Because one day, memories of these endless summers with small boys will be just that: stilted, fading memories. 

In the meantime, my husband slipped out of bed at 4.30 this morning to go to work. The least I can do right now is put the kettle  on and head out onto a patio still warm from the late afternoon sun. The boys are asleep, exhausted after a park meet with home ed. friends. We’ll sit and enjoy coffee, him and I. Here and now. 


The boys are outside at 6.30 a.m. They weave around the garden on their bikes after eating breakfast on the patio. We go to a church coffee morning with some of my favourite people. Long dresses and loose hair. Big jumpers. Croissants and black coffee. 

Returning home I flick the oven on. I peel potatoes with a rhythm that is so familiar these days. I make cheese sauce and it reminds me of my father, as it always does. The patience with which he taught me to make it over and over again until I finally mastered it.

An hour of Reading Eggs with the boys. A robin and a wren sit on the garden wall side by side in quiet company. Muttley sleeps in front of the fridge and he is, as always, in the way. 

I watch my youngest tumble off his bike, still learning the art of balance after taking off his stabilisers. My middle boy helps him up, enveloping him in an enormous cuddle.

My phone buzzes softly on the kitchen worktop with another message. I leave it. It will still be there tomorrow. My middle boy brings me notes with clumsily sounded-out words. 

We sit and eat together, plates piled high. Everyone loves a roast dinner. 

Bath time – which is no longer all three boys in the bath together, but separate showers for growing boys who want their independence and space. I no longer have to get their pyjamas ready for them. I no longer need to wrap them up in towels. I no longer need to scrub their dirty faces. It’s bittersweet, this transition into boyhood. We tuck ourselves into my eldest’s bed to read together, the way we do every night. I try to enjoy it as much as possible, before they outgrow it and tell me they can read themselves. 

Birds chirrup as the evening lazily rolls on. The grey sky splits for mere moments into pink and yellow; so fragile it looks to be painted with watercolours. Then grey consumes the heavens once more as the light fades from yet another day.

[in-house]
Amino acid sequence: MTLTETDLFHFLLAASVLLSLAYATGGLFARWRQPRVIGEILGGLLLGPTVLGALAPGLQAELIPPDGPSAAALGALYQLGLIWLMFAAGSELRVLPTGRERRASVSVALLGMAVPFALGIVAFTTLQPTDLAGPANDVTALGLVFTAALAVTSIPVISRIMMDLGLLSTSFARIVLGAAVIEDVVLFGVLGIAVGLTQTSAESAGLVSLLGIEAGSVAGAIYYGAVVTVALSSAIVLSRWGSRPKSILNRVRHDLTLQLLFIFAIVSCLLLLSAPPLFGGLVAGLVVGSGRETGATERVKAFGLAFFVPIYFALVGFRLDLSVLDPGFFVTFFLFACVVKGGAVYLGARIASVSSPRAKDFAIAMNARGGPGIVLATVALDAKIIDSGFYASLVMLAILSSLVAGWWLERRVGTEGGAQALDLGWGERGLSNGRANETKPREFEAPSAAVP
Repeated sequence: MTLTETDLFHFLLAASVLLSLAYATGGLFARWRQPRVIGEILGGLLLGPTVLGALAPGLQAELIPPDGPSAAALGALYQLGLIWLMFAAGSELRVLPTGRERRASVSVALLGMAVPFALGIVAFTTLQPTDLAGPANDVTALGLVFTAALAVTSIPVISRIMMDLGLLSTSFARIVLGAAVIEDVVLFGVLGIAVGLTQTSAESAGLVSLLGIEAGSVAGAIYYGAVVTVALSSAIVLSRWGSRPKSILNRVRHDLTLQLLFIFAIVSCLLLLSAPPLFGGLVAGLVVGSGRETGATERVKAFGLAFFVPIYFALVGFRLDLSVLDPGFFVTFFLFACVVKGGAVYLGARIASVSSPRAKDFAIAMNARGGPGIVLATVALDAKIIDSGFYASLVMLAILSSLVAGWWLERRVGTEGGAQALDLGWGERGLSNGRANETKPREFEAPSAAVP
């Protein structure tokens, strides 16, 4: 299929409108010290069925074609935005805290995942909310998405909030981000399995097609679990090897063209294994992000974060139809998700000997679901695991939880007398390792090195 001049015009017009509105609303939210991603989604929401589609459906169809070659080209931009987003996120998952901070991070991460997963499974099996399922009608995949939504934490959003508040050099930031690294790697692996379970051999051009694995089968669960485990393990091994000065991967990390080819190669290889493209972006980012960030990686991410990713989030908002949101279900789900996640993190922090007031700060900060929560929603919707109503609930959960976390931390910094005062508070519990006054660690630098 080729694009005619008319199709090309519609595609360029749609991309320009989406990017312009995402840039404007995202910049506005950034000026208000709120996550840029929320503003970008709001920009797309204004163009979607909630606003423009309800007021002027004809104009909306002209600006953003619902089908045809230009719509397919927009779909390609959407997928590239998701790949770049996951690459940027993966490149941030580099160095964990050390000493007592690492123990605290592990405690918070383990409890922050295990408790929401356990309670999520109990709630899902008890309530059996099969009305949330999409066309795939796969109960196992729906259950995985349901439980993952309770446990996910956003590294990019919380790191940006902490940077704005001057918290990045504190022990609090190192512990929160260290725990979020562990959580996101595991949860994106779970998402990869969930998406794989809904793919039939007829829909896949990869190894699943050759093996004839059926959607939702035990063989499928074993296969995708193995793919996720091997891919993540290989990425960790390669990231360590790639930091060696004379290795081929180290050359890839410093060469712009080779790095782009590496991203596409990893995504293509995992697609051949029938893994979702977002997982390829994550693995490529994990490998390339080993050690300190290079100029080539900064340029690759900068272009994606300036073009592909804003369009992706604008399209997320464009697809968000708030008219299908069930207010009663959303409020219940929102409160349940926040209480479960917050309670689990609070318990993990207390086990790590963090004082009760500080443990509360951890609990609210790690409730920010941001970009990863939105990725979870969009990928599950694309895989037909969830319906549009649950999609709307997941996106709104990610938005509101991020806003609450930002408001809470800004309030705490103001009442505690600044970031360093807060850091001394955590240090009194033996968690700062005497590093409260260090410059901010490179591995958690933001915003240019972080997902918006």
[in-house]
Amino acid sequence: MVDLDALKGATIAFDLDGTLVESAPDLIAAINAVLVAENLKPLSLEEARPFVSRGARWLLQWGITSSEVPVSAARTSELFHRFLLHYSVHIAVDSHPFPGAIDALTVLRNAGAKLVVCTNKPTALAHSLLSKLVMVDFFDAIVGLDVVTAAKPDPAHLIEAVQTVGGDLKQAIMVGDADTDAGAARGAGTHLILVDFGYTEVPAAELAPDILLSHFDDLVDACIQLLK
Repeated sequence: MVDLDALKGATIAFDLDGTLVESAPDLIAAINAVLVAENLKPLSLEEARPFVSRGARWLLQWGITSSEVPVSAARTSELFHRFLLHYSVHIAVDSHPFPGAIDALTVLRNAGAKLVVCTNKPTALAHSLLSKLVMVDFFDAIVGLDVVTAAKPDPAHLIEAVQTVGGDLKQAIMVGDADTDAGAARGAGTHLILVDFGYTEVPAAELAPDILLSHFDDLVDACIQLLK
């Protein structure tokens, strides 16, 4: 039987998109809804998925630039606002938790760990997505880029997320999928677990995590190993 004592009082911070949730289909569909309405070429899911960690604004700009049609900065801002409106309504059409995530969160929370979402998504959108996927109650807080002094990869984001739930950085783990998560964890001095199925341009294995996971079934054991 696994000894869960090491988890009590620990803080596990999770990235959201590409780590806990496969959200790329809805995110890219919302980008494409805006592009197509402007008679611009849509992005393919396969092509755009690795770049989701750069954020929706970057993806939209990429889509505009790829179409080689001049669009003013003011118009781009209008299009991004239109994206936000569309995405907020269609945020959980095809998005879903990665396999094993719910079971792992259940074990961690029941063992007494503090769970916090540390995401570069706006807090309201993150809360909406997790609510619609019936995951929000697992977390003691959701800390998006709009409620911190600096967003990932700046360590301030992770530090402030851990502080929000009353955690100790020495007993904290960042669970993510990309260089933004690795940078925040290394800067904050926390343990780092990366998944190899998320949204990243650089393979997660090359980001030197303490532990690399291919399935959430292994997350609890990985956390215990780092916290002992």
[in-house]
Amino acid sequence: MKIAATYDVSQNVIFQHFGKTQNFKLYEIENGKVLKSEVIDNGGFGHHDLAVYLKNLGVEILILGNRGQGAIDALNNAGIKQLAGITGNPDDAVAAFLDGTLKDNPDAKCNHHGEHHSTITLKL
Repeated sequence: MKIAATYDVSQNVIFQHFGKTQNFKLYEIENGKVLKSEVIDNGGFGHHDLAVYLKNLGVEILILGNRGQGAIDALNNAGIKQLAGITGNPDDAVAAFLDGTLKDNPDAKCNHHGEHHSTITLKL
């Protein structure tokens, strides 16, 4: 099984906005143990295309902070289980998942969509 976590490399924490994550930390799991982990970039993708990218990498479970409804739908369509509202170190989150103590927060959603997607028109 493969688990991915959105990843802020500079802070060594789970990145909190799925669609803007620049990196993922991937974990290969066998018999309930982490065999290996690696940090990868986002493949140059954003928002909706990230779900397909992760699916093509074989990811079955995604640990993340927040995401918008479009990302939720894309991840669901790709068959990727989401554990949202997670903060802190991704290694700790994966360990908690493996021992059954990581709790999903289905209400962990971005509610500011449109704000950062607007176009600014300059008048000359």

The simplicity of Sunday makes it my favourite day. 


It’s July and the half way point of the year has passed me by. The longest day of the year came and went and just like that the days are getting shorter again. I sit outside each evening soaking up the last few hours of the day as I sip scalding green tea.

These last few weeks have seen me take a breather from friendships. I’ve made more time to spend with just us, this little family of five that brings me so much joy. 

We’ve been camping with friends. The boys got caught up in the excitement of finally buying sleeping bags and cooking over a camp stove. A beautiful play area. An enormous tub of popcorn. Early mornings sitting on damp grass in pyjamas. And somehow, the lazy afternoon that followed, with takeaway food and watching James and the Giant Peach was just as enjoyable as the camping itself. Sleepy boys worn out from too much excitement and a late night.

Today brought pond dipping at a favourite haunt. Disposable BBQ’s with pakoras and sausages, houmous, peppers, cucumber and cous cous. Skinny dipping. The simple pleasures of small boys.

The boys paddle in the garden. They spend hours trying to master the monkey-bars. We eat outside every chance we get. The scent of sun cream lingers long after cool showers at the end of the day. Fresh pyjamas and clean, line dried sheets. 

It’s summer. And my goodness, does it feel good.